Zach Charbonnet

Michigan’s Zach Charbonnet (24) runs past Notre Dame defenders during the Notre Dame-Michigan NCAA football game Saturday, Oct. 26, 2019 at Michigan Stadium in Ann Arbor, Michigan.

ANN ARBOR, Mich. — The most perplexing result for Notre Dame this season felt like the expectation for the other side.

That’s how No. 19 Michigan (6-2) treated its 45-14 rout over No. 8 Notre Dame (5-2) on Saturday at Michigan Stadium in Ann Arbor. The first victory in nine attempts for the Wolverines as an underdog under fifth-year head football coach Jim Harbaugh hardly felt like a first.

“Yeah, I saw it coming,” said Harbaugh on Michigan's turnaround. “Watching them prepare, watching them practice, watching the detail in the meetings and how important it was to them. Day in and day out, the work in practice and the growth, I could see it.”

How Harbaugh nonchalantly answered questions in his 11-minute postgame press conference seemed to confirm that confidence. Maybe last week’s spark at Penn State provided Harbaugh the assurance that the Wolverines were trending upward. Michigan nearly completed a comeback from its 21-0 first-half deficit but fell 28-21 in the Oct. 19 contest.

The speculation regarding Harbaugh's future may have been quieted in the short term. Especially with how the Wolverines collected their second victory over an Associated Press top 10 team in 12 attempts under Harbaugh.

“That’s why I have so much respect for our players,” Harbaugh said. “A wonderful job by them. They’ve had some tests. They’ve taken some criticism. But to have the mindset of keep working, keep growing, that leads to really great victories and success like our players had tonight.

"A great lesson for them, because not everyone can do that.”

Rainy conditions with eastward winds topping out near 20 miles per hour played as an advantage for Michigan defensive coordinator Don Brown. The Wolverines stonewalled the Irish running game to 47 rushing yards on 31 carries.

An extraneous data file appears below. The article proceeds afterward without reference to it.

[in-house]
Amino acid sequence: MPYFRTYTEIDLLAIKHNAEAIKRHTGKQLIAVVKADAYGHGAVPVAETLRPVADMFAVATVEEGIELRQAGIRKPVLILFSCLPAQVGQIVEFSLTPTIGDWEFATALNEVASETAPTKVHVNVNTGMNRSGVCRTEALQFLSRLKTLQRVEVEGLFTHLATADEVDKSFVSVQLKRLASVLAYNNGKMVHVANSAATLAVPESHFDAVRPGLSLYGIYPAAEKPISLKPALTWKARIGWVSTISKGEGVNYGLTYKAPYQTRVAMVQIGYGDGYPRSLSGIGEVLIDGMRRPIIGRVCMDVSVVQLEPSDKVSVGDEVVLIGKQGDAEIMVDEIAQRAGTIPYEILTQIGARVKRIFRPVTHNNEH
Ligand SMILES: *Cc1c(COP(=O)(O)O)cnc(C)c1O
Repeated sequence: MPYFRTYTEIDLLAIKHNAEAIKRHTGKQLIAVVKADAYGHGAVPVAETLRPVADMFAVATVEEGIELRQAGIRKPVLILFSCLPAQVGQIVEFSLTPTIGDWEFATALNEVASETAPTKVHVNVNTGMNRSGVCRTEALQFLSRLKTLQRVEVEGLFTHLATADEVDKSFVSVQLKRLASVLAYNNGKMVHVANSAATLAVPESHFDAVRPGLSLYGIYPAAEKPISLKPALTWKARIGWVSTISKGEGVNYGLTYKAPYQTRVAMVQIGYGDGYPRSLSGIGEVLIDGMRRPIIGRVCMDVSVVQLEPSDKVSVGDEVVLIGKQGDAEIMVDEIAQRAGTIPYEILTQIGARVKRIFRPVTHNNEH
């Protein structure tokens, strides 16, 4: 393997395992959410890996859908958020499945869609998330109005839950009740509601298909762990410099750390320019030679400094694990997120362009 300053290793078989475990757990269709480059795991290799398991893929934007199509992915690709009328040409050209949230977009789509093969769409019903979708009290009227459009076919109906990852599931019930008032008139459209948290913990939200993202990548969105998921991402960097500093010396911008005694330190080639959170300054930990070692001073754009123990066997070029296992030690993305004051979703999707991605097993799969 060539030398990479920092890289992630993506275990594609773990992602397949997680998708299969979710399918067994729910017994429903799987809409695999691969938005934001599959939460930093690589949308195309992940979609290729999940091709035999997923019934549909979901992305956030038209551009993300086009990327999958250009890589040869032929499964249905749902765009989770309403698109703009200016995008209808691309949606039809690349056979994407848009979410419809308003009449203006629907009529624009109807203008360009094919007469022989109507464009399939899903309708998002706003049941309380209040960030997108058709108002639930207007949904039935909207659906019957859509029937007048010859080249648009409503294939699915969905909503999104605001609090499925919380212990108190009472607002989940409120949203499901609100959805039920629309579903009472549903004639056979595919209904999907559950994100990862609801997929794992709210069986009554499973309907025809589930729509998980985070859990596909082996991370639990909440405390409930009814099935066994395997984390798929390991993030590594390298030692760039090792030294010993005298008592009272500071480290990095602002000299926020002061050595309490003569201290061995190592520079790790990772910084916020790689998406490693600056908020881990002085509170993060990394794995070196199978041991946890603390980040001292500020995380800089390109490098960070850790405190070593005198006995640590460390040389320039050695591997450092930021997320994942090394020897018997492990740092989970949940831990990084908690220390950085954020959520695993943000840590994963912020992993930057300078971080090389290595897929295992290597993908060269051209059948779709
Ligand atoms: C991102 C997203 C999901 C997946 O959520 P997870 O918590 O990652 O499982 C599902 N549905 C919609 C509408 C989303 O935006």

Top tight end Cole Kmet faced double coverage and garnered a season-low two targets on the night, turning them into a pair of receptions for 25 yards and a touchdown. Wide receiver Chase Claypool hauled in two of the nine passes thrown his direction for 42 yards.

“Yeah, it was going to be difficult, but that defense is set up with a very aggressive tilt toward making it difficult to run the football,” Irish head coach Brian Kelly said. “You still have to find ways to throw the football. We just weren’t effective in doing so. When we had chances, we weren’t able to execute.”

Seven of Notre Dame’s 11 drives with Ian Book at quarterback resulted in three-and-outs. The Irish turned to backup Phil Jurkovec for the final three possessions after Book completed 8-of-25 passes for 73 yards and a touchdown.

Brown’s scheme tends to generate confusion and pressure through defensive line stunts and exotic blitzes. Neutralizing the running game and forcing the Irish into third-and-long situations with frequency helped the Wolverines exploit Book’s weaknesses.